Japanese American National Museum

Published: May 17th 2017
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I have long wanted to visit this museum in Los Angeles, but until today, May 13, never found the right opportunity. I found it today, by attending the Asian Pacific Islanders and Historic Preservation Community Symposium at the museum.

Among the current exhibits:

New Frontiers: The Many Worlds of George Takei
March 12 - August 20, 2017

New Frontiers: The Many Worlds of George Takei explores the life and career of pioneering actor, activist, and social media icon George Takei. By examining Takei’s diverse experiences and achievements, this entertaining and interactive exhibition creates a portrait of a unique individual while offering an innovative means of engaging with the social history of America.

GK: His YouTube conversations about Relocation are very interesting too!

Instructions to All Persons: Reflections on Executive Order 9066
February 18 - August 13, 2017

On February 19, 1942, President Roosevelt signed Executive Order 9066, which paved the way for the forced removal and incarceration of 120,000 Japanese Americans from the West Coast following Japan’s bombing of Pearl Harbor. To commemorate the 75th anniversary of this historic miscarriage of justice, the Japanese American National Museum presents Instructions to All Persons: Reflections on Executive Order 9066, an educational and interactive exhibition designed to engage visitors in critical discussions of the Japanese American World War II experience and its continuing relevance today.

GK: Every time I hear 9066, I try to imagine what it would have been like. Probably both terrifying, upsetting, and downright scary!

ON THE ROAD at Harvard Medical School—Before They Were Heroes: Sus Ito’s World War II Images
May 3 - June 26, 2017

Susumu “Sus” Ito’s WWII photographs were taken while on a tour of duty through Europe as a member of the 442nd Regimental Combat Team’s 522nd Field Artillery Battalion. While Ito participated in such dramatic events as the rescue of the Lost Battalion, these rare and breathtaking images capture the humble daily lives of a group of young Japanese American soldiers.

March 23 – August 11, 2017
Daily from sunset to midnight

In conjunction with the exhibition Instructions to All Persons: Reflections on Executive Order 9066, JANM presents Moving Day, an outdoor public art installation. The work consists of a series of projections of the Civilian Exclusion Orders that were publicly posted during World War II to inform persons of Japanese ancestry of their impending forced removal and incarceration. Each projection will coincide with the 75th anniversary date of the specific exclusion order. Projections will take place on the façade of the museum’s Historic Building, the site of Los Angeles’s first Buddhist temple and a pickup point for Japanese Americans bound for concentration camps during World War II.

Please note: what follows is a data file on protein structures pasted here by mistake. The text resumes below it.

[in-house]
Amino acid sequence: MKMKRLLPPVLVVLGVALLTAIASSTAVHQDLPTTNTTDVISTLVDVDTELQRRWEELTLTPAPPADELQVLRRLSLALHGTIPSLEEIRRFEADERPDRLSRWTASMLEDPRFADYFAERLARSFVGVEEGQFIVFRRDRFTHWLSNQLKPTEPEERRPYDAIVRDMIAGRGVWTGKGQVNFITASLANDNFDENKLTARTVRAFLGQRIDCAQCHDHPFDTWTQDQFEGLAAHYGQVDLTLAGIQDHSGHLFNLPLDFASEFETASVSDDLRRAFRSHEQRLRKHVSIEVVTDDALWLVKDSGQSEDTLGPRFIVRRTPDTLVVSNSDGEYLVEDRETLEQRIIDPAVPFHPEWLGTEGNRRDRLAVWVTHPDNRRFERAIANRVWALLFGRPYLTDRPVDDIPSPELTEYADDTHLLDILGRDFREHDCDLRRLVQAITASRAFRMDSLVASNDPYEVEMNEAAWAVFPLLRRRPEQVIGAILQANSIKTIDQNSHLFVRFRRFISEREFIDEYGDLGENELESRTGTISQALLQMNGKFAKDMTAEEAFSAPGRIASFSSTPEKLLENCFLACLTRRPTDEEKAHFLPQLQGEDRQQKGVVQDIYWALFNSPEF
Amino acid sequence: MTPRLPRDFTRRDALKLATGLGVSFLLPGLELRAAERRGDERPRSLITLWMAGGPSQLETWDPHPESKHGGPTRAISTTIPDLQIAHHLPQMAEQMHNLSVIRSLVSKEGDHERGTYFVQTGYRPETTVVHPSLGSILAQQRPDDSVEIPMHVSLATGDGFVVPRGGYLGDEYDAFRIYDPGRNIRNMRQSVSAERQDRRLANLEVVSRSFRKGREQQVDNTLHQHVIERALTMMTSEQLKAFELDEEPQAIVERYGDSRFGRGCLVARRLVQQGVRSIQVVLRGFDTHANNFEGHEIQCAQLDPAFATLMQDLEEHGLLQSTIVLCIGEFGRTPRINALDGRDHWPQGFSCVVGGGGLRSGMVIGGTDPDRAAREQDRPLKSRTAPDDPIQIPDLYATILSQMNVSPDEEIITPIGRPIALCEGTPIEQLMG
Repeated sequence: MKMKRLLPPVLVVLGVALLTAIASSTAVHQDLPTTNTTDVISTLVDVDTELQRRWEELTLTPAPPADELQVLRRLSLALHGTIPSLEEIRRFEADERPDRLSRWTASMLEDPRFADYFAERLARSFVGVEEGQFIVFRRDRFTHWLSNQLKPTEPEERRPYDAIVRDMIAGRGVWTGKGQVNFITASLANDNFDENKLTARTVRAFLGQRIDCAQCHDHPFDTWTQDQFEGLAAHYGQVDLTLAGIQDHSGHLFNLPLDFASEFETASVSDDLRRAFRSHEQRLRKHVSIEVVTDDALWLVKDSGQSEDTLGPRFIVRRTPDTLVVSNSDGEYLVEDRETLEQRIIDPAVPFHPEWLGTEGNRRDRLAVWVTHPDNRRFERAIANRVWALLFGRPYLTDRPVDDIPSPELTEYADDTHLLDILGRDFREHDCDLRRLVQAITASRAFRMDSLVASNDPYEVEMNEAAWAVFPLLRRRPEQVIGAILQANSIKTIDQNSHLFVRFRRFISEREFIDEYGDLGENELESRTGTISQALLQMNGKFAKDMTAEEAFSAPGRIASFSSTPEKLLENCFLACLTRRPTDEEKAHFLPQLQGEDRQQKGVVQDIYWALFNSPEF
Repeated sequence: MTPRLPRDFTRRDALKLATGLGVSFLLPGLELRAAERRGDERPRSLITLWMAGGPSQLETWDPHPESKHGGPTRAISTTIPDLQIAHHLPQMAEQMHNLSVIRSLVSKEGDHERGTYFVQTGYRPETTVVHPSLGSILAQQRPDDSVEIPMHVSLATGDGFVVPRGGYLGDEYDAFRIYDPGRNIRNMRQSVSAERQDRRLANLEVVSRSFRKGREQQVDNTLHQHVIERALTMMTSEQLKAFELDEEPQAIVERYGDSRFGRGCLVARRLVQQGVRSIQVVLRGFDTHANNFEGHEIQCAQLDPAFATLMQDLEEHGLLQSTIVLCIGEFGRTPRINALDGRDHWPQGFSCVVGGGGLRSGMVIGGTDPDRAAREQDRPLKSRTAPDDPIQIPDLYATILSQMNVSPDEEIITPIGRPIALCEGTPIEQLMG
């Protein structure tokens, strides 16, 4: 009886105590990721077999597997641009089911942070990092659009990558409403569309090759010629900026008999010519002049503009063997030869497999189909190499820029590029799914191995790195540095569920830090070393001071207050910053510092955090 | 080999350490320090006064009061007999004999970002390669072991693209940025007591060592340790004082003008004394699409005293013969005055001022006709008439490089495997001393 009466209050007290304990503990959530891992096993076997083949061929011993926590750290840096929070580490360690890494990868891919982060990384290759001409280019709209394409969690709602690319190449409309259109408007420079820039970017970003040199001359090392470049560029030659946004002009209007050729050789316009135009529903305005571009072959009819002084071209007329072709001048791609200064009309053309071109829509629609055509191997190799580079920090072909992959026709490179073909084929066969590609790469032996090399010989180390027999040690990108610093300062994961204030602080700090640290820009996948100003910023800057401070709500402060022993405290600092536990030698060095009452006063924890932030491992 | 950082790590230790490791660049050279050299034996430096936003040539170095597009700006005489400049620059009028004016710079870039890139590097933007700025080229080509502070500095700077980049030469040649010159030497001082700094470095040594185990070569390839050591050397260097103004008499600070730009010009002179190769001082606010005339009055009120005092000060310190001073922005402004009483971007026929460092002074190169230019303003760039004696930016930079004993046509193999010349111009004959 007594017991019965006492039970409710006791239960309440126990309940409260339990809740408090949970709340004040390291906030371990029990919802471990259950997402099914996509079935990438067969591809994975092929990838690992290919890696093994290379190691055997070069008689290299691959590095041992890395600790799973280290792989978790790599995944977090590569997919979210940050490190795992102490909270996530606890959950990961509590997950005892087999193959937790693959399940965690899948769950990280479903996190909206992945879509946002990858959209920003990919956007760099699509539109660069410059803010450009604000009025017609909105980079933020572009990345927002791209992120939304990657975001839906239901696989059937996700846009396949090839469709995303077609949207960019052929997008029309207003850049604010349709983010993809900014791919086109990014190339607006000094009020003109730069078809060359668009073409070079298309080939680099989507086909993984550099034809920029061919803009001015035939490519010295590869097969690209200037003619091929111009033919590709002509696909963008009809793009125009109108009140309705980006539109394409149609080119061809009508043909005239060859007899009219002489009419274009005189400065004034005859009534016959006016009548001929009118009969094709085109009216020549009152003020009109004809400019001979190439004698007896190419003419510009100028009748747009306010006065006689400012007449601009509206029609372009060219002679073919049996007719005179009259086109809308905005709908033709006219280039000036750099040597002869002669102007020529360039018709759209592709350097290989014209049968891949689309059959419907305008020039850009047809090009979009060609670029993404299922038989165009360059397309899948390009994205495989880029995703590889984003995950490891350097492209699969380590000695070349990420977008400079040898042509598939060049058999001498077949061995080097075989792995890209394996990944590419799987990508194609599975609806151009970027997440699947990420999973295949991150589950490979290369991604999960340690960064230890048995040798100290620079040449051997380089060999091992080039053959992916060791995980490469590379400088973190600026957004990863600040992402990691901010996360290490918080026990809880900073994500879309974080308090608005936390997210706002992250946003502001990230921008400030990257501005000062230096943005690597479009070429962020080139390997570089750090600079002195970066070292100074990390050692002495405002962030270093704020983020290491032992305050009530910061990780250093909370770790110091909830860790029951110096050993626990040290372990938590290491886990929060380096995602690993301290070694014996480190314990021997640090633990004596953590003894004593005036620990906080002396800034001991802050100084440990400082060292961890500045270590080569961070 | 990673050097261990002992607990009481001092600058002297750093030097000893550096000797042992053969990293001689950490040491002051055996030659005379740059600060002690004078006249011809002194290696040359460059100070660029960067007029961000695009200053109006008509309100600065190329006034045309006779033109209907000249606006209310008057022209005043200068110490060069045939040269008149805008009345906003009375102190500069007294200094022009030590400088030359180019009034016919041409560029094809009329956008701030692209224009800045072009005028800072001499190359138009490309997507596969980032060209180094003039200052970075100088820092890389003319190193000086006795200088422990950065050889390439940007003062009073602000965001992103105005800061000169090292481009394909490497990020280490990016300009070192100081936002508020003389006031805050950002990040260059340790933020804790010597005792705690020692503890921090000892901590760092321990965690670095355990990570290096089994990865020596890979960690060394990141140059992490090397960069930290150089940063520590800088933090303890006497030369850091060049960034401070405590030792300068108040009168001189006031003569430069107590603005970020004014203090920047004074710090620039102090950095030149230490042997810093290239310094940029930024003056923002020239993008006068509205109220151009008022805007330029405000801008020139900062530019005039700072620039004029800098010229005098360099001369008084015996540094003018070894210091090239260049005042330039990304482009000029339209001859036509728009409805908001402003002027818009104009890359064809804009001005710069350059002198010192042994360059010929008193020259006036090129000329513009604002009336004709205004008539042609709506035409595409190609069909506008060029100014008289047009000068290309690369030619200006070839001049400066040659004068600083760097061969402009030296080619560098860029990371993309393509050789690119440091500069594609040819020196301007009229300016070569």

Reflecting back to my childhood, and even college days, little was said about Relocation camp. Little was said by our families, and little was said among my Sansei (third generation Japanese-Americans) college friends and relatives. I wish we would have learned more from them, and each other. But it is never too late! My visit to the museum will help bridge some information gaps in my and my parents lives. The museum is affiliated with the Smithsonian. It contains over 130 years of Japanese American history. Since my Grandfather came from Japan to the U.S. in 1897, that would be about 120 years for our family. Established in 1992, their film archives holds over 250 home movies, and continues to grow. The idea of the museum began with a group of people led by Bruce Kaji. It was first housed in a 1925 historic Buddhist Temple, with Irene Hirano as the Executive Director. That very temple was used to process Japanese Americans for confinement in 1942. Famous Star Trek actor, George Takei serves on the Board of Trustees. In 1993, the museum was given hundreds of artifacts and letters from children from Relocation camps that were sent to San Diego librarian, Clara Breed. Through the years, others have contributed money and ideas for furthering the learning experience at the museum. I certainly hope to be one of them!!! The most meaningful exhibit was the re-creation of the barracks, made of original wood slats and black tar paper. To live like that, in the extreme heat of the desert, or the swamps of Arkansas is truly in-American. How could a country treat its citizens that way? The lesson: it could happen again!!!

Additional photos below
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